As the world peeks out from its doors after lockdowns lift, it looks out into a world forever changed by the coronavirus pandemic and digitalizing at an even faster pace.
Could this hasten the adoption of all things digital, including currencies?
George Morgan chuckled to himself at the meme that appeared on his Facebook feed and without thinking twice, deftly selected “share” on his smartphone and posted it on his Facebook wall, circulating the meme to his friends and family members.
For any member of the digital community, Morgan’s actions were unremarkable, except that he’s eighty-seven.
A decorated veteran of three wars, the octogenarian was introduced to Facebook by his great grandchildren almost two years ago.
And while Morgan was initially dismissive of the technology, the ability of the world’s largest social media platform to reunite him with his old army buddies, catch up with family and connect with the world, had him hooked.
Today, Morgan, whose eyesight is still pretty good for a man his age, still prefers to access Facebook on his desktop computer, a gift from his daughter, who’s fifty six, but he can’t imagine what life was like before he had found Facebook, noting,
“I thought technology was really just a thing for the young people. But especially during this coronavirus, where the girls can’t even come up to see me anymore, I think I would have been dead by now if not for this.”
And Morgan’s story is hardly unique.
As lockdowns have dragged on, our reliance on technology has only deepened, not lessened.
When you can’t go outside, shake hands, hug or share a meal, all that you’re left with is digital interaction.
And as the world gradually opens its doors ajar to lifting lockdowns, the world that we now step into, is vastly different from the one we shuttered our doors to.
Several companies have stood out as forming the digital backdrop for the coronavirus, including Zoom, Netflix and of course the video game of choice for the pandemic, Infinity Ward’s highly successful Call of Duty: Warzone, which racked up an astounding 50 million players globally in a matter of weeks.
And while “digital transformation” has been the buzzword in conferences and board rooms for years, it really took a global pandemic that pushed companies into “digitizing,” and in many cases, this digitalization was almost overnight.
The distinction between our “real lives” and our “digital lives” will become increasingly blurred and tech leaders are unsurprisingly, eager to usher in this new era, with Microsoft’s CEO Satya Nadella, noting that social distancing rules, mark the start of “a remote everything.”
By Nadella’s estimate, the coronavirus pandemic has brought forward the adoption of a vast scope of technologies by as much as two years.
And while the precise pace of digitalization is debatable, that the coroanvirus has fundamentally altered the way we work, play, learn, shop and interact, is certain.
Consumer behavior for instance, typically takes years to change, but is now occurring almost overnight. Whereas before, a couple might have headed to the cinema, they’re now more likely to stay home with Netflix than ever before. Is it any wonder then that the world is fast running out of condoms?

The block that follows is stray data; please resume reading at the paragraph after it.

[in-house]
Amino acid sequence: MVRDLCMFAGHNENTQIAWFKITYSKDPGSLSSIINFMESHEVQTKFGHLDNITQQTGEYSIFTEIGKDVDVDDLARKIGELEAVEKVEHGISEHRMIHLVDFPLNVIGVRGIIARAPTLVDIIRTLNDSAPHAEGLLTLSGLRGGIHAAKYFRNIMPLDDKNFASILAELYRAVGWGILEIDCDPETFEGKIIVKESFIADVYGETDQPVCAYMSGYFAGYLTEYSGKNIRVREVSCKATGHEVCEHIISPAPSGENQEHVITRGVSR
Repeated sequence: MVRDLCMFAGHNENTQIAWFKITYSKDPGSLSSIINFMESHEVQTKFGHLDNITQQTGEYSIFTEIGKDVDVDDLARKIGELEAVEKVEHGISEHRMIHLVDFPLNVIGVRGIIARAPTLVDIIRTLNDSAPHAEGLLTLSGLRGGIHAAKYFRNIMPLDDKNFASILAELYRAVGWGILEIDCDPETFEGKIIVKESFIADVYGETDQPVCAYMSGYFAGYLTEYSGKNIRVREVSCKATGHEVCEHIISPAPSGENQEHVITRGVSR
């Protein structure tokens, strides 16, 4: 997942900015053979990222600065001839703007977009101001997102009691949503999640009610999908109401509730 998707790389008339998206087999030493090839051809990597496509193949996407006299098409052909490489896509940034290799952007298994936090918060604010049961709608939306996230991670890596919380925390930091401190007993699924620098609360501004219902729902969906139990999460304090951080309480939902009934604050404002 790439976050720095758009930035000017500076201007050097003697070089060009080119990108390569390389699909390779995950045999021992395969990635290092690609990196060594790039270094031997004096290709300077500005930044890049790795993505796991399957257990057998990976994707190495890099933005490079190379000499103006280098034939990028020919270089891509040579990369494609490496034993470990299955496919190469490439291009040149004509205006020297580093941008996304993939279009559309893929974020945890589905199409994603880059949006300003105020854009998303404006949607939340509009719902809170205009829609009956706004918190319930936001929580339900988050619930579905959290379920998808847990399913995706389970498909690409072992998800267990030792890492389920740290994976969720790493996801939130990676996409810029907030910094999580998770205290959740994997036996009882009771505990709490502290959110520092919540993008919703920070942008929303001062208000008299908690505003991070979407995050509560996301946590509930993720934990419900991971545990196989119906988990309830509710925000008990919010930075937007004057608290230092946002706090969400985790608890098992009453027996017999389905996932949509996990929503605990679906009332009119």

People are spending more on home computer systems as well, with popular video gaming equipment increasingly sold out, including gaming headsets, keyboards, mice and large format monitors.
And with all that investment in home office and entertainment hardware, habits will change as well, with sectors such as video gaming becoming increasingly important economically.
Business relationships, which used to be forged over face-to-face meetings and countless dinners and drinks, have now had to be formed over Zoom calls, allowing business partners into the privacy and intimacy of our homes — speeding up the business matchmaking process in untold ways.
Politicians, used to the ruckus of party politics in person in capital cities, have had to make do with managing with video conferences and the demand for secure video communications between legislators has never been greater.
And in a world where it’s actually dangerous for people to work next to each other, automation technologies, in particular the adoption of robots, will occur at a faster pace than ever before.
The business processes developed to deal with this period will likely become the new rails upon which commerce runs and management is unlikely to rip up these new processes when the crisis passes.
Business trips, which form the bulk of airline revenues near the front of the plane are likely to become less common. And conferences may occur less frequently and more virtually.
Companies investing in automation will also start to downsize their labor force, not just for cost reasons, but for coronavirus reasons.
And even telemedicine will fundamentally alter the way our healthcare systems work and what it means to “see the doctor.”
Distance learning will draw into question the trillions of dollars we spend annually on school fees and lead even more to question the value of a degree, especially if the networking opportunities from education are no longer as available as they were previously.